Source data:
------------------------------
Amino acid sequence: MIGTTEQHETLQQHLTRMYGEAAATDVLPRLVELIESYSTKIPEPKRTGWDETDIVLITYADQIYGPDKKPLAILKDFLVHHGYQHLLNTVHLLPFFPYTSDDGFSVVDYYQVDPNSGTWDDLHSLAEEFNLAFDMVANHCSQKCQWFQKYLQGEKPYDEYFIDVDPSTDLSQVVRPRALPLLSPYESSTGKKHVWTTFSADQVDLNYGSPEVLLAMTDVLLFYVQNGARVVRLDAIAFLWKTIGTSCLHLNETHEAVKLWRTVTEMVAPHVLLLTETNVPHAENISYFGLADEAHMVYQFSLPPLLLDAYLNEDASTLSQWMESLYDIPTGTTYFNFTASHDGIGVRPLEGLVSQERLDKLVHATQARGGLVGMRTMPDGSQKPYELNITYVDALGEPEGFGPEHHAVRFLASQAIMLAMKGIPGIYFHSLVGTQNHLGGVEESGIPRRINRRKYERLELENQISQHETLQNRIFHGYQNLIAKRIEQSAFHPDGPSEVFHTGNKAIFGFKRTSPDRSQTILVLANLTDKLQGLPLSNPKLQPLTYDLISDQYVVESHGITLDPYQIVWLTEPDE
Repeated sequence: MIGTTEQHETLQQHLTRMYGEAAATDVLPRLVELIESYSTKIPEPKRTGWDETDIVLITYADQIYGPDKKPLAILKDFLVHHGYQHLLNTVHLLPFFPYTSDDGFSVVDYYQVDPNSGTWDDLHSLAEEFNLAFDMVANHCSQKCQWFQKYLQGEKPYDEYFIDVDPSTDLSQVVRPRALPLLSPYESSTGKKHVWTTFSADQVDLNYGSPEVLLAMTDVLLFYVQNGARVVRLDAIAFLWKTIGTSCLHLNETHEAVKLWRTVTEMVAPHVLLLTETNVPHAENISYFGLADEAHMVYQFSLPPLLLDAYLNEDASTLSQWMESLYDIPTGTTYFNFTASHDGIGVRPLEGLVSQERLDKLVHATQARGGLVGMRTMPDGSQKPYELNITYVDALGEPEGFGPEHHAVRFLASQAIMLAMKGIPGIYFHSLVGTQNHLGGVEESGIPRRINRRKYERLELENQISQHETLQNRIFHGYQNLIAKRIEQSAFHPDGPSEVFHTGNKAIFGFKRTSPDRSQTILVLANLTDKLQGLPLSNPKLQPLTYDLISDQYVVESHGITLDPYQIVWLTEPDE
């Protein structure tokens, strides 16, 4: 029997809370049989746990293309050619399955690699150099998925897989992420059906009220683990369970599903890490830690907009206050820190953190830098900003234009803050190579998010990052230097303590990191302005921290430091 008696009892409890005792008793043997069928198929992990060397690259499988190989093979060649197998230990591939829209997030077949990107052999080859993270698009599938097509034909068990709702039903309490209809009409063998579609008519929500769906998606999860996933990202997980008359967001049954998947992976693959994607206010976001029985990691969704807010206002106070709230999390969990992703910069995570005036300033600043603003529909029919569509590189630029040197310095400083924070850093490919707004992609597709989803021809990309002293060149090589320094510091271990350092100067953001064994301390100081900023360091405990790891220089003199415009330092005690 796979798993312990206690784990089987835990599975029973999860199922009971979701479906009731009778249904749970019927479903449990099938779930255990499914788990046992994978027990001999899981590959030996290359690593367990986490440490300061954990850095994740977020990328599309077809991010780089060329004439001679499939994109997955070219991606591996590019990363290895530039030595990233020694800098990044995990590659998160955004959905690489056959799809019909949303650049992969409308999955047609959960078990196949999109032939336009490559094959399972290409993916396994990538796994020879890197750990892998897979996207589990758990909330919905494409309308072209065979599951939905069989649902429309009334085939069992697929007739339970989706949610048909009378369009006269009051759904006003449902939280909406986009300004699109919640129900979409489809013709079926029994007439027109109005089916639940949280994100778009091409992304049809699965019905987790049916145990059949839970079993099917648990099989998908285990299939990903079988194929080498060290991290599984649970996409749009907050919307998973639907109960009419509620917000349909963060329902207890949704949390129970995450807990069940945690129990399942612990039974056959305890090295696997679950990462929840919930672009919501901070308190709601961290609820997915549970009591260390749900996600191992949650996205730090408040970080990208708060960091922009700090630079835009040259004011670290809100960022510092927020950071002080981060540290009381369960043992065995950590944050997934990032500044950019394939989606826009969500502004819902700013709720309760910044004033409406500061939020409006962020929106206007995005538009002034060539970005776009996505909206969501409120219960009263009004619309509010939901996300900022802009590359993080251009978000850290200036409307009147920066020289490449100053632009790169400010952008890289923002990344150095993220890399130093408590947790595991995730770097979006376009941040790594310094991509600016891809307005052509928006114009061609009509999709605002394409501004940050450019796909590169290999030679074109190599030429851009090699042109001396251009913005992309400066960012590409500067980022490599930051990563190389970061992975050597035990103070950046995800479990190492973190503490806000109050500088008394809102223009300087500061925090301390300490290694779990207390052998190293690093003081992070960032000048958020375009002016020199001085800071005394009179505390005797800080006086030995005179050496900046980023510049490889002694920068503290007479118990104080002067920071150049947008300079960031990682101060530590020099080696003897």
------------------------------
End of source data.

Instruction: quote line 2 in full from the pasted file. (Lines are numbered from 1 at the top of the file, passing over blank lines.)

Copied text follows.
Repeated sequence: MIGTTEQHETLQQHLTRMYGEAAATDVLPRLVELIESYSTKIPEPKRTGWDETDIVLITYADQIYGPDKKPLAILKDFLVHHGYQHLLNTVHLLPFFPYTSDDGFSVVDYYQVDPNSGTWDDLHSLAEEFNLAFDMVANHCSQKCQWFQKYLQGEKPYDEYFIDVDPSTDLSQVVRPRALPLLSPYESSTGKKHVWTTFSADQVDLNYGSPEVLLAMTDVLLFYVQNGARVVRLDAIAFLWKTIGTSCLHLNETHEAVKLWRTVTEMVAPHVLLLTETNVPHAENISYFGLADEAHMVYQFSLPPLLLDAYLNEDASTLSQWMESLYDIPTGTTYFNFTASHDGIGVRPLEGLVSQERLDKLVHATQARGGLVGMRTMPDGSQKPYELNITYVDALGEPEGFGPEHHAVRFLASQAIMLAMKGIPGIYFHSLVGTQNHLGGVEESGIPRRINRRKYERLELENQISQHETLQNRIFHGYQNLIAKRIEQSAFHPDGPSEVFHTGNKAIFGFKRTSPDRSQTILVLANLTDKLQGLPLSNPKLQPLTYDLISDQYVVESHGITLDPYQIVWLTEPDE